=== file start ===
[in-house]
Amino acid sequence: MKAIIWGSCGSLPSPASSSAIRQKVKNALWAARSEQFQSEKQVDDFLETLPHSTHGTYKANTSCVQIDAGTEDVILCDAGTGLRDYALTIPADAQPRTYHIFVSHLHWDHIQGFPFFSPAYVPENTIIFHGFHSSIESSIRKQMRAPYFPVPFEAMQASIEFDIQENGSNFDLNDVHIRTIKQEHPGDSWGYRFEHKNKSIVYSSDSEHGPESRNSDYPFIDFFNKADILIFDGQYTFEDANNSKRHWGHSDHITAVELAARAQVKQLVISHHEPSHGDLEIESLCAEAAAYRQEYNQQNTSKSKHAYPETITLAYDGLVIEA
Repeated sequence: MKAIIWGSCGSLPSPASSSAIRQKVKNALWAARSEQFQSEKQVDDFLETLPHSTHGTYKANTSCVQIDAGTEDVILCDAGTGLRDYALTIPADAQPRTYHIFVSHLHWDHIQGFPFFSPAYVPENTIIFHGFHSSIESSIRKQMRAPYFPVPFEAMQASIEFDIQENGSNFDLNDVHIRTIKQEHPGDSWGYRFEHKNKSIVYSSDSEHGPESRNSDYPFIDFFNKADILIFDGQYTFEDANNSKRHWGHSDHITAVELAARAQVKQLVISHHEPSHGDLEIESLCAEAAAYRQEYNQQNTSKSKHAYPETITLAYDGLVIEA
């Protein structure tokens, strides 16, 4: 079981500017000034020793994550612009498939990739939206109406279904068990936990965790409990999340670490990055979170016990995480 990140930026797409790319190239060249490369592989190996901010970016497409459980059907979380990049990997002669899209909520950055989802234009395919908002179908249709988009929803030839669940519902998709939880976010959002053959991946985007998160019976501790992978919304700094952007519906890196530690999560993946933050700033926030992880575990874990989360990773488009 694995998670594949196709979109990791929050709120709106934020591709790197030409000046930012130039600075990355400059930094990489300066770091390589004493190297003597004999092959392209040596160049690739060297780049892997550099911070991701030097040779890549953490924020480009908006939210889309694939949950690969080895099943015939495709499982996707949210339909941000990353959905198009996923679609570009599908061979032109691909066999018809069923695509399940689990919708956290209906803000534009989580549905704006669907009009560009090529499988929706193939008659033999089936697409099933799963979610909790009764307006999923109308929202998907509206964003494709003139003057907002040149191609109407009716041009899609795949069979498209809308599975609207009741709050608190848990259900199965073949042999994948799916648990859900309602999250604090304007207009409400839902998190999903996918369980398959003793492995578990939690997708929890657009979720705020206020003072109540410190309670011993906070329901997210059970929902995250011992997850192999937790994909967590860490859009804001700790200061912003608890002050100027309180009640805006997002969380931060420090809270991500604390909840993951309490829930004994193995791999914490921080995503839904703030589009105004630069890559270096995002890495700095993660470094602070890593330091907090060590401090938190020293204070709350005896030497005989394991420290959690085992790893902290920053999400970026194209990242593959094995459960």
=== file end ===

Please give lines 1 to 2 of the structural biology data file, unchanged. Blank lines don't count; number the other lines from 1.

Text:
[in-house]
Amino acid sequence: MKAIIWGSCGSLPSPASSSAIRQKVKNALWAARSEQFQSEKQVDDFLETLPHSTHGTYKANTSCVQIDAGTEDVILCDAGTGLRDYALTIPADAQPRTYHIFVSHLHWDHIQGFPFFSPAYVPENTIIFHGFHSSIESSIRKQMRAPYFPVPFEAMQASIEFDIQENGSNFDLNDVHIRTIKQEHPGDSWGYRFEHKNKSIVYSSDSEHGPESRNSDYPFIDFFNKADILIFDGQYTFEDANNSKRHWGHSDHITAVELAARAQVKQLVISHHEPSHGDLEIESLCAEAAAYRQEYNQQNTSKSKHAYPETITLAYDGLVIEA